Without proper agreements on standards, the digitization of the healthcare landscape remains a puzzle that is difficult to solve. While in these times there is so much need for the exchange of valuable data that benefits both the healthcare professional and the patient. Hans Mekenkamp (PHIT), Wilco Schuttelaar (Founda) and Michel van Velde (iO) talk about this at Emerce Health.
Under the leadership of Krijn Schuurman, the three will discuss the contribution that digital technology can make to better care, what the major barriers are and what the importance of standards is for the effective exchange of data.
According to Mekenkamp, healthcare is technically structured too complicated. “A vision has already been written about how you could exchange information better, for example between general practitioners and pharmacists, but at the moment the puzzle pieces do not fit well.”
And according to Mekenkamp, that will only get worse now that more and more apps are being introduced that exchange healthcare information, both structured and unstructured. Michel van Velde (iO) sees a task for the national or European government to dictate standards. “The information provided by the Dutch College of General Practitioners (NHG) on Thuisarts.nl is based on standards, but we cannot simply roll it out to Germany and England because different standards apply there. While you can already come to an end with open data and European privacy agreements.”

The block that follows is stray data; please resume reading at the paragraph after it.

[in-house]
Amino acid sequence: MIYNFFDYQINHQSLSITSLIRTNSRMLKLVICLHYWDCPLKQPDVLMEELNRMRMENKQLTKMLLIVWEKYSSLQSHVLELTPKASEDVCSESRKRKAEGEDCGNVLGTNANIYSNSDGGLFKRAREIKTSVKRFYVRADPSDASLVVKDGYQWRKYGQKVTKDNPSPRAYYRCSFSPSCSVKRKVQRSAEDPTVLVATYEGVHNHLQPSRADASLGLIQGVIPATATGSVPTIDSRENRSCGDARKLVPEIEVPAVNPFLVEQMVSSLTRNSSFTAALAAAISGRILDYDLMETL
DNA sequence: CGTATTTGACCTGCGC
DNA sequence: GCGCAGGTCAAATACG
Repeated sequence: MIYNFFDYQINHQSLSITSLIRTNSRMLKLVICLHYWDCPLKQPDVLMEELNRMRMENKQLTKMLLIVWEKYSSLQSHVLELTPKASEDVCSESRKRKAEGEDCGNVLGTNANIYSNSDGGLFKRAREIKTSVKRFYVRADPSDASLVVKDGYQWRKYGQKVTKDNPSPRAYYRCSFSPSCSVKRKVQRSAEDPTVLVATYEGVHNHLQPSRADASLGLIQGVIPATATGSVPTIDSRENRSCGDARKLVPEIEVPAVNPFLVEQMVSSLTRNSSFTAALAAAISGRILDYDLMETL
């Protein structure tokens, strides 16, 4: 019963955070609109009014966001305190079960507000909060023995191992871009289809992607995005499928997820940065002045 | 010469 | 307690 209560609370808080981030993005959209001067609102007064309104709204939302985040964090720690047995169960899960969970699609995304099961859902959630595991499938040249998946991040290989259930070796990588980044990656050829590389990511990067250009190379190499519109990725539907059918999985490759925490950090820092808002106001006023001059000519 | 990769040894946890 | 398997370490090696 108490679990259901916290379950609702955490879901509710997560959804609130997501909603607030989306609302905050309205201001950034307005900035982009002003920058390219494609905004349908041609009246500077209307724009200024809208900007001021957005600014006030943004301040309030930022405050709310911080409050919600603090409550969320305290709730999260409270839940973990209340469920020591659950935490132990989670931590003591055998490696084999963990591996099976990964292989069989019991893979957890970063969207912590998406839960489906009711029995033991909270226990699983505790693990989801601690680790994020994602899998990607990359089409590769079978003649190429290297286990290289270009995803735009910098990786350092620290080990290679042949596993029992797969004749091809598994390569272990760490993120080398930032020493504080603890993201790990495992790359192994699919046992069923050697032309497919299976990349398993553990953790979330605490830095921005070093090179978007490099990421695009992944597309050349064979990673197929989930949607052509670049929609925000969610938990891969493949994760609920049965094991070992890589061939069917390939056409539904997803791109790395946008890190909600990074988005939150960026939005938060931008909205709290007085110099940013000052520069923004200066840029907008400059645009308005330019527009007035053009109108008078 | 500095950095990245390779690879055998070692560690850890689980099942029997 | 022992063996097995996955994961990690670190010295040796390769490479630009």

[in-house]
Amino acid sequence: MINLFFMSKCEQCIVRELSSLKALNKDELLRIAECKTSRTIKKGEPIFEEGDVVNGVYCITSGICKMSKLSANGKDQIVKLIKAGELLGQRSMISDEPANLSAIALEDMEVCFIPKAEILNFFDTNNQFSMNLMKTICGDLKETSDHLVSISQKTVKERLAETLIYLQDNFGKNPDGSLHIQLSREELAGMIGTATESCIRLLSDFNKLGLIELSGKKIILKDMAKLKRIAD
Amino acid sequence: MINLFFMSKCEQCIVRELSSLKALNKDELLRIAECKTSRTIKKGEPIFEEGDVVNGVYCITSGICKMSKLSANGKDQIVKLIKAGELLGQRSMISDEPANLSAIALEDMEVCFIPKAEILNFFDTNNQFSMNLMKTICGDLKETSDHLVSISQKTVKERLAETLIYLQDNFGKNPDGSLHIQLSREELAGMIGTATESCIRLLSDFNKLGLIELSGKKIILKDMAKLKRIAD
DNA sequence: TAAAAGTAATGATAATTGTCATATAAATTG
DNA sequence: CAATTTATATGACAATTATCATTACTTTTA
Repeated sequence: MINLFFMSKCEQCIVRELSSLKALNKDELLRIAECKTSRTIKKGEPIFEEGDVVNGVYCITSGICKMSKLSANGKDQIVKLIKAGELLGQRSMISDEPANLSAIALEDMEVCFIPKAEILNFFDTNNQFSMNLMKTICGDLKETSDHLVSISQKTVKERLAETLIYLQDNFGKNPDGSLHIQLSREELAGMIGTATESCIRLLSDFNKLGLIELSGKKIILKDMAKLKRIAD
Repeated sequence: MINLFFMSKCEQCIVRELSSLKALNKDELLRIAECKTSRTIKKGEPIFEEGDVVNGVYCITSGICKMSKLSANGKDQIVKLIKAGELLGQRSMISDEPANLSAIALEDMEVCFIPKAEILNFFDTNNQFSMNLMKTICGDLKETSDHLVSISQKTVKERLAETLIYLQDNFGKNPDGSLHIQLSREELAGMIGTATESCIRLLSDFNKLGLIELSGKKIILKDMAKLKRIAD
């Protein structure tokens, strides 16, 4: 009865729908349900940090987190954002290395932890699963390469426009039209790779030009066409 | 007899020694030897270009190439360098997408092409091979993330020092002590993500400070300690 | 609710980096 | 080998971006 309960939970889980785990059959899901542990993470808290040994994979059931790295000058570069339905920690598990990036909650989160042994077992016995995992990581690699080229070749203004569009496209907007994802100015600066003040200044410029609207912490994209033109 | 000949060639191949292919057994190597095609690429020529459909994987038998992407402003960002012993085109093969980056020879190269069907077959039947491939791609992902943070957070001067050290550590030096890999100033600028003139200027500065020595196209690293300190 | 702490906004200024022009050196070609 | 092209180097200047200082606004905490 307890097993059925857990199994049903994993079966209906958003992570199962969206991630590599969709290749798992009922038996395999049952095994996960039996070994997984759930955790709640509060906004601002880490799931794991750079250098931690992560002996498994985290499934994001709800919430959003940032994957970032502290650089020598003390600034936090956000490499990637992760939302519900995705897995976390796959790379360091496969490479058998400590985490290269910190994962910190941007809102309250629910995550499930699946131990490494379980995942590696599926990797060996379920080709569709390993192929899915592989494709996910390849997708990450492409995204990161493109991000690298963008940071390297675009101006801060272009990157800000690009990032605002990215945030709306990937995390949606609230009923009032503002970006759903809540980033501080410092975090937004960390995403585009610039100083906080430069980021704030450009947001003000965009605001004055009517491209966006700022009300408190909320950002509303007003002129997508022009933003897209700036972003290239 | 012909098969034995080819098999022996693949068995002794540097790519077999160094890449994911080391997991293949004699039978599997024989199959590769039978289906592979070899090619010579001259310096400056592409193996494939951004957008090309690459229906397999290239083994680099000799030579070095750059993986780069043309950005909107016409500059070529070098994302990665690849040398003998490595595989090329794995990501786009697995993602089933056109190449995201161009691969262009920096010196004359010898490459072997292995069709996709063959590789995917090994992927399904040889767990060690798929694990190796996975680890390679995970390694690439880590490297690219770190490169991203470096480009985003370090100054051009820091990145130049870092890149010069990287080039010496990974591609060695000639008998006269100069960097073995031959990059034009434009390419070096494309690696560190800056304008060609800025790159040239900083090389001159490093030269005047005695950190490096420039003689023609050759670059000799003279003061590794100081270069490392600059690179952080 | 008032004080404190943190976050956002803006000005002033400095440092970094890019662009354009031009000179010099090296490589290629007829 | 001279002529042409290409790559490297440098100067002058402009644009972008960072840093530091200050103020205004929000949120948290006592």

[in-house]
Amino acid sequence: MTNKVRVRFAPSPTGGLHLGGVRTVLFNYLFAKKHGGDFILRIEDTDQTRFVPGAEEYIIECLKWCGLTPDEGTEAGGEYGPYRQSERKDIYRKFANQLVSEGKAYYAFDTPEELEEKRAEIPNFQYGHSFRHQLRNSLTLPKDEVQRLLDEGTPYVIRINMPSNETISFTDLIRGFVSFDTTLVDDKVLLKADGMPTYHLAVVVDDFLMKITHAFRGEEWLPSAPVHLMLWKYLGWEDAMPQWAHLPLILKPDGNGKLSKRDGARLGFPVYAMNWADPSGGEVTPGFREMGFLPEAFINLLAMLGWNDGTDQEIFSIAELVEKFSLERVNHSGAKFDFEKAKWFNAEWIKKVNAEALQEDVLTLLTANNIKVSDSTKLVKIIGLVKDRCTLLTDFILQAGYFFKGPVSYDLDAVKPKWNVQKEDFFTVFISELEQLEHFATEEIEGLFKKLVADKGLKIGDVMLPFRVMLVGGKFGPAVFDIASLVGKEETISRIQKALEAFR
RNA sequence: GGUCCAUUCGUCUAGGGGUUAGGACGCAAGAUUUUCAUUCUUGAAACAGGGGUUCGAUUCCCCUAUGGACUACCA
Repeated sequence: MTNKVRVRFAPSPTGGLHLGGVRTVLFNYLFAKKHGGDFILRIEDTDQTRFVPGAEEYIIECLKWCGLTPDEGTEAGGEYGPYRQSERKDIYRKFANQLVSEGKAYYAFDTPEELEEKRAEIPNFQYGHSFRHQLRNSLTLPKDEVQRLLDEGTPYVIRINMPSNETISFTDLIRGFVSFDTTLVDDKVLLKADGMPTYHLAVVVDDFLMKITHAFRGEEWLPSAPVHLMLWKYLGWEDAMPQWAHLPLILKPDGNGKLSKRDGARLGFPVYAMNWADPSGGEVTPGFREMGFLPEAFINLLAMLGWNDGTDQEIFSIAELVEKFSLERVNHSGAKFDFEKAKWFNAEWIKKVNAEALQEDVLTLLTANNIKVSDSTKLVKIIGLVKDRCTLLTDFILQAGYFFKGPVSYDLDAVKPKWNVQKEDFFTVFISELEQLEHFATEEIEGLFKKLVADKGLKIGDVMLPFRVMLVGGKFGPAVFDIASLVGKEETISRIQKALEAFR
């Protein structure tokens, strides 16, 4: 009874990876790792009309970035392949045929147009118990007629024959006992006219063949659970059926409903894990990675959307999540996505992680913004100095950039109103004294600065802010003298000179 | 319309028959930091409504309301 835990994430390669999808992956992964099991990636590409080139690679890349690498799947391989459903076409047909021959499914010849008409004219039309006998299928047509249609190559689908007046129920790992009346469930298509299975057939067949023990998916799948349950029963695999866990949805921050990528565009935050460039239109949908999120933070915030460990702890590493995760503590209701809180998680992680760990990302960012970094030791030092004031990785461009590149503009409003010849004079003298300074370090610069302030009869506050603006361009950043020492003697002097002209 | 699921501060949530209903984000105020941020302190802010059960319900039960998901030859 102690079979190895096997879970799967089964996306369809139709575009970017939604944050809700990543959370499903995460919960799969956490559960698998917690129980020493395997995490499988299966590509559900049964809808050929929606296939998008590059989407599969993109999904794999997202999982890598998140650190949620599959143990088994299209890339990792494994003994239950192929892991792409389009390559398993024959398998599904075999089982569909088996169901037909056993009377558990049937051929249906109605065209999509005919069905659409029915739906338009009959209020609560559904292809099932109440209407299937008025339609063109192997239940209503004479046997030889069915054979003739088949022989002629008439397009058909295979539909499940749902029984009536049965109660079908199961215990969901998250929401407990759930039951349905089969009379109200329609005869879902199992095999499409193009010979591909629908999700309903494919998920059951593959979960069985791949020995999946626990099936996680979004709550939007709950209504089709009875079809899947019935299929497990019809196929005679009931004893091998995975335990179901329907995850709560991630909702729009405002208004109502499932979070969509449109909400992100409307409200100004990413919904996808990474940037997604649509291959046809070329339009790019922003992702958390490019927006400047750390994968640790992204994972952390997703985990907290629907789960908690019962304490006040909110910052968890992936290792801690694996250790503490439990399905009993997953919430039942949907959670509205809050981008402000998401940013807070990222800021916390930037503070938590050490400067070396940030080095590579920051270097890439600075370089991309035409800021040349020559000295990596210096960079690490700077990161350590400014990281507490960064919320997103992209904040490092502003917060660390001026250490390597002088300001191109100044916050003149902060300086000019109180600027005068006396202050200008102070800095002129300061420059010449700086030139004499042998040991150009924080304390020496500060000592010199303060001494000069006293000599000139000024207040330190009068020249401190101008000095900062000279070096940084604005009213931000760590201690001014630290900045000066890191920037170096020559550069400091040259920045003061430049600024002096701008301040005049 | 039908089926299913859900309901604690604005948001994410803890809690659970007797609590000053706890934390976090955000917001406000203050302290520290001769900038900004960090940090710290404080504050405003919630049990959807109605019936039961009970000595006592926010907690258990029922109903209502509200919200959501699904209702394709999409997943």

Austria and Switzerland have made better agreements.
Wilco Schuttelaar (Founda) acknowledges that the current Babbelonia also provides a lot of work to technical parties and advisors. “Even if you have standard, there are still differences in the data processing by hospitals. What we call the last mile integration still requires a lot of work.”
In addition, there is a trend that healthcare consumers are increasingly using their own resources. Schuttelaar mentions ultrasound for pregnant women, a device that you can order from Amazon. “They cannot read the data, but they do like to be in control themselves.”
With standards, foreign aid workers could also read out and assess data.
Nevertheless, it regularly happens that suppliers sometimes sit together and make mutual agreements about standards. This has happened with medical imaging manufacturers, including Philips and Siemens.
The presentation The importance of digitization and standards in the era of rapidly growing healthcare demand can be viewed for free after registration.
Source: Nieuws – Emerce by www.emerce.nl.
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